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Steve Aoki’s neon future: review

Steve Aoki prepares to cake, or throw a sheet cake, at an audience member during his show at Hakkasan nightclub inside the MGM Grand Hotel & Casino, June 14, 2014 in Las Vegas.

Recall a time when you were energyless, limbs limp, unable to control any movement, and your face stuck in a blank stare. Now imagine getting shot with a sudden surge of energy that breaks your laziness and electrifies every inch of your body. Your body instantly has an unconscious urge to bob and pulse as if mimicking the rhythm of an internal metronome. Whether it creates an instantaneous rush of happiness or an explosive sense of power, the experience serves as an awakening, which is exactly what Steve Aoki’s new album, “Neon Future I,” creates.

Revealing only the first half of Aoki’s newest tracks, “Neon Future I” features collaborations with a variety of artists including rapper Waka Flocka Flame, pop punk sensation Fall Out Boy, dubstep DJ Flux Pavilion, hit producer, and many more. Unlike typical Electronic Dance Music (EDM) artists, Aoki aims to incorporate numerous genres to reflect his interests in all types of music.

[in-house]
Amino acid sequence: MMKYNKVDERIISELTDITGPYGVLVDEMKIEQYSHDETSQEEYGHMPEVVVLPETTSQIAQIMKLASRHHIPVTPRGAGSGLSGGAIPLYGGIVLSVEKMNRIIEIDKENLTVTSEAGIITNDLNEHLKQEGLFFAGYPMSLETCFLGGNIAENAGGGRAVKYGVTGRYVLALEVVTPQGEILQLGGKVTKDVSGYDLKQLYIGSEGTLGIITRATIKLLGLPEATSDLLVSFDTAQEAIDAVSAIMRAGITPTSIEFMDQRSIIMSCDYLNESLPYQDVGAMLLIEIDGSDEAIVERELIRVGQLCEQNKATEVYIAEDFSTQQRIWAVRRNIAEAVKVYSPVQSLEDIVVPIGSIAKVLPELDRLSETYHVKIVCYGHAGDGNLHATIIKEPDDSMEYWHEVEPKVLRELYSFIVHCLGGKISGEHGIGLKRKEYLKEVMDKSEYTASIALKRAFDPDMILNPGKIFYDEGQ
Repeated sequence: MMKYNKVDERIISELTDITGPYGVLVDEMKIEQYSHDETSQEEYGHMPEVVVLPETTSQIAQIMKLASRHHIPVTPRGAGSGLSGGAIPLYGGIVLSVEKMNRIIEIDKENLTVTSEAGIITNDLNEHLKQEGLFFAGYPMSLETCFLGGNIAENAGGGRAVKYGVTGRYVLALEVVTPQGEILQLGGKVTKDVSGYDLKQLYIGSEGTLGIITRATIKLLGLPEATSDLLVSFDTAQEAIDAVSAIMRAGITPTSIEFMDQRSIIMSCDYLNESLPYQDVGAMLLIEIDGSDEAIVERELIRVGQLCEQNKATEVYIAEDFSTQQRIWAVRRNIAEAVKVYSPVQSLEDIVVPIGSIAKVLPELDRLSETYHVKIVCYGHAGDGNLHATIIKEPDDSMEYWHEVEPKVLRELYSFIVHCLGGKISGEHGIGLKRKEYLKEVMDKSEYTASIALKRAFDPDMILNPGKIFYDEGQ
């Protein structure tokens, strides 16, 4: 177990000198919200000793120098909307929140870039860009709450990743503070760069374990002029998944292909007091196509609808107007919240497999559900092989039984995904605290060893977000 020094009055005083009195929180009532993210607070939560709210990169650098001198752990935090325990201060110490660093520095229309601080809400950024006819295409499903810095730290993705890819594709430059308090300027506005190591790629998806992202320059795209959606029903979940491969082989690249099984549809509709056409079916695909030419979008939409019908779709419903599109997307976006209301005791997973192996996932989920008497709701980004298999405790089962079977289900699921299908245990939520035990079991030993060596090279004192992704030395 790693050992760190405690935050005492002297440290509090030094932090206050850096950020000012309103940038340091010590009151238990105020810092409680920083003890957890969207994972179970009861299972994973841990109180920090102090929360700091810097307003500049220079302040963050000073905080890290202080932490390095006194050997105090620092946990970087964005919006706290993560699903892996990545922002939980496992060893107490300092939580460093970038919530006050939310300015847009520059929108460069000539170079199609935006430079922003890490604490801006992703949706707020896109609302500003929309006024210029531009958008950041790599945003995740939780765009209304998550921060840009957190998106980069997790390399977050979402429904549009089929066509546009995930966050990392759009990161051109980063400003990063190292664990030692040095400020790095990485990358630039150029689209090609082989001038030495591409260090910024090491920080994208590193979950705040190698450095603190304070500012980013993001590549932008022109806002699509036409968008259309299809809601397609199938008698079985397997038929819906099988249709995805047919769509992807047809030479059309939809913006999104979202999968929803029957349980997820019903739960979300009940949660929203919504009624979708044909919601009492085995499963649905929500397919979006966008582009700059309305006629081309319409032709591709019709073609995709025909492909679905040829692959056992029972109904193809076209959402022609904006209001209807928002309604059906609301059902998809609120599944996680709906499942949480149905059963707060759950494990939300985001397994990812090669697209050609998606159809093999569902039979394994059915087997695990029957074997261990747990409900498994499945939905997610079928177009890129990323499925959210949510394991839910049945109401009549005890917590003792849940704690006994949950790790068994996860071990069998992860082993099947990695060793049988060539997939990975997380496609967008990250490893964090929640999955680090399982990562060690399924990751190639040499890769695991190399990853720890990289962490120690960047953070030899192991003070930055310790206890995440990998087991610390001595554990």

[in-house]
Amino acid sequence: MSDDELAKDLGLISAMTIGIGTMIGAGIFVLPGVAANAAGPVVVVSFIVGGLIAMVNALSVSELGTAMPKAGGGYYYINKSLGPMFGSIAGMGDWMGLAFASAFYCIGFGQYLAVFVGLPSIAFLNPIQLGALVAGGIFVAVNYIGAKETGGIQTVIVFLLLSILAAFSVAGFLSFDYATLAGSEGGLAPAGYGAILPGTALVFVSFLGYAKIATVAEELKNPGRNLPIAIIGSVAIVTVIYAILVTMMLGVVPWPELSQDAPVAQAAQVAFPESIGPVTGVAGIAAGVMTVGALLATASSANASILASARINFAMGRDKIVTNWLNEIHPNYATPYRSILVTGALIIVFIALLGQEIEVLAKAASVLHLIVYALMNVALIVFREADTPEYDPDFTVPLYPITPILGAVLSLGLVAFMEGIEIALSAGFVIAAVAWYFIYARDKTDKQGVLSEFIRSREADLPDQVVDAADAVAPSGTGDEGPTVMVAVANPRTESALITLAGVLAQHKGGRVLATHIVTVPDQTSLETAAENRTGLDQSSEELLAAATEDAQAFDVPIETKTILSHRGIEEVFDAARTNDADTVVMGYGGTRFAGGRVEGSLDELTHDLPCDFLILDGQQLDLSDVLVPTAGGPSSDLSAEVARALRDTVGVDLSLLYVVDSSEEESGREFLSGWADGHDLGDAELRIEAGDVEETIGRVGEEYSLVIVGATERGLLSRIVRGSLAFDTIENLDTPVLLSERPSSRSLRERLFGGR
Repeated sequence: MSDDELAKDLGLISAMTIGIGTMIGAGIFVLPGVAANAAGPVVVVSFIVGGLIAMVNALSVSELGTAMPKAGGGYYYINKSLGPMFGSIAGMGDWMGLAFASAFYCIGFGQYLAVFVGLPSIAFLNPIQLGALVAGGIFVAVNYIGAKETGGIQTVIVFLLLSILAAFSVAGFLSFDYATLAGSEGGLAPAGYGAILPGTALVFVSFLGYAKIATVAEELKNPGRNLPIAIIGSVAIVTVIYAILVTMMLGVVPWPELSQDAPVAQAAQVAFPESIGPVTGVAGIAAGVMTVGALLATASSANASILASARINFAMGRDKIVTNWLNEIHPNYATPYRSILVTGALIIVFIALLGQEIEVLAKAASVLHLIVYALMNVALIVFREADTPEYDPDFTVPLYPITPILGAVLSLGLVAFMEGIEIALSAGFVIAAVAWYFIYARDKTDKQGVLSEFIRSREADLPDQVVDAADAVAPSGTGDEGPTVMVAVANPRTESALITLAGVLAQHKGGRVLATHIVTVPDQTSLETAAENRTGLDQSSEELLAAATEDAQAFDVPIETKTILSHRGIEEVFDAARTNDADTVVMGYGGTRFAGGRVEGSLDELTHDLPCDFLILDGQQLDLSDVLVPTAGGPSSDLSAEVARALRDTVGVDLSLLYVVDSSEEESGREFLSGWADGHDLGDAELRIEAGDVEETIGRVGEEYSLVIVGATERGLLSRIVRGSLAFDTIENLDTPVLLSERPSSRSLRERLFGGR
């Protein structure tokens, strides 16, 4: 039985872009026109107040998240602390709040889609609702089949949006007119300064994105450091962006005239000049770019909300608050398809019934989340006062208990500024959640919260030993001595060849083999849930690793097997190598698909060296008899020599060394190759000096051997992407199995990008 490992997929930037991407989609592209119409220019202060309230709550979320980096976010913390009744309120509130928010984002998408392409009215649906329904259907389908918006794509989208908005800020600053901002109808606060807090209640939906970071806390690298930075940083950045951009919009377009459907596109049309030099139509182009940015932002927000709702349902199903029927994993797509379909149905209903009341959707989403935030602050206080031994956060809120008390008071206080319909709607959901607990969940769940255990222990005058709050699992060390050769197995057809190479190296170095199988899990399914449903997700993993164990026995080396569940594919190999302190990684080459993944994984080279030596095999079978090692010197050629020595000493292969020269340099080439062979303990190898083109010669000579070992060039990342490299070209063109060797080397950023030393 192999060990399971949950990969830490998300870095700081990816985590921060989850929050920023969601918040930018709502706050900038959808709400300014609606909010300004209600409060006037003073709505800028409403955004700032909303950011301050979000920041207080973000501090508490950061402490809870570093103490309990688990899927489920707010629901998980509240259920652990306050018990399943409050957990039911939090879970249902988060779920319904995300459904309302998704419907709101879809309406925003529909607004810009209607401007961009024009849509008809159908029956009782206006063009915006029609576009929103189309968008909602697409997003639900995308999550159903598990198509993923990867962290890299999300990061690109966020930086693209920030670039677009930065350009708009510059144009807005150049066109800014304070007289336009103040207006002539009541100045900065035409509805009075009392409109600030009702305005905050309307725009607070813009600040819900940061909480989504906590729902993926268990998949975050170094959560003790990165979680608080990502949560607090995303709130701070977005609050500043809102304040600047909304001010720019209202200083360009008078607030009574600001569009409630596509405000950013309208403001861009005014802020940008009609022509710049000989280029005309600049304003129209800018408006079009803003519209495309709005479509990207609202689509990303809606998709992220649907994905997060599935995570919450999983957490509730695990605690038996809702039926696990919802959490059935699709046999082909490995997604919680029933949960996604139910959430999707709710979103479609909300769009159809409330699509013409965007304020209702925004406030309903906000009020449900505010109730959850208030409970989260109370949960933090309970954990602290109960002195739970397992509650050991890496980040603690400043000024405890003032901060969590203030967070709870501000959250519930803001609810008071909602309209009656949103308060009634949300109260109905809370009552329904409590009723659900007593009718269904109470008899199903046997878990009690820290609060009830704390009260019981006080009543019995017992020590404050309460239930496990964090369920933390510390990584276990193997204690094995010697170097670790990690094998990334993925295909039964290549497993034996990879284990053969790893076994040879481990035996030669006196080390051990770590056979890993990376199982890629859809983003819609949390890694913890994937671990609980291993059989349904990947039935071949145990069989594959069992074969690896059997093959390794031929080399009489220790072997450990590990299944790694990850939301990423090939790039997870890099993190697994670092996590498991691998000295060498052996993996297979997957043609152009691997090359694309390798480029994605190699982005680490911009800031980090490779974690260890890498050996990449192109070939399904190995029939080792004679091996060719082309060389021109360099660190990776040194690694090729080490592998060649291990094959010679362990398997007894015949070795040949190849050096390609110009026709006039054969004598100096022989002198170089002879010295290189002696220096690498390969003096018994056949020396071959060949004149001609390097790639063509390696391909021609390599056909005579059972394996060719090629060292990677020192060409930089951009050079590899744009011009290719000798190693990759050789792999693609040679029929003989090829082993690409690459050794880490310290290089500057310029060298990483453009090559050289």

The album, released just this morning, has already reached the #14 spot on iTunes and is still climbing the list.

EDM fans may already be familiar with the thundering bass of the track “Delirious” featuring Kid Ink. The track was originally titled “Boneless” and had no vocals, but Aoki teamed up with Kid Ink to recreate the track with carefree, party-esque lyrics. Although many tend to prefer what they are familiar with, but the addition of lyrics make the song even more enjoyable and easier to sing along to.

Almost every track forces the listener to move some part of their body to the beat. Tracks like “Rage the Night Away” and “Free the Madness” have listeners building up energy, ready and wanting to explode and release that energy by jumping around or dancing uncontrollably to the beat. As many EDM fans will agree, the bass drops are the absolute best part, hitting the listener with an indescribable intensity. However, these two songs seem a bit too repetitive and replay the same buildup and bass drops over and over again, which can make them drag on.

One let down of the album is that some of the tracks are not what fans would expect. “Transcendence” and “Beyond Boundaries” are out of place compared to rest of the songs. They are short and seem just like random background noise. They are probably supposed to serve as an introduction and conclusion to the album, but it just serves as clutter and songs to skip over.

Overall, Aoki’s album is excellent and perfect for anyone wanting to add life to a party or just go all out and dance by themselves at home. For the most part, each track will leave your head bobbing, even after it finishes, and craving the second half of the album, “Neon Future II” which is set to be released in 2015.

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Jess Clavero, Author

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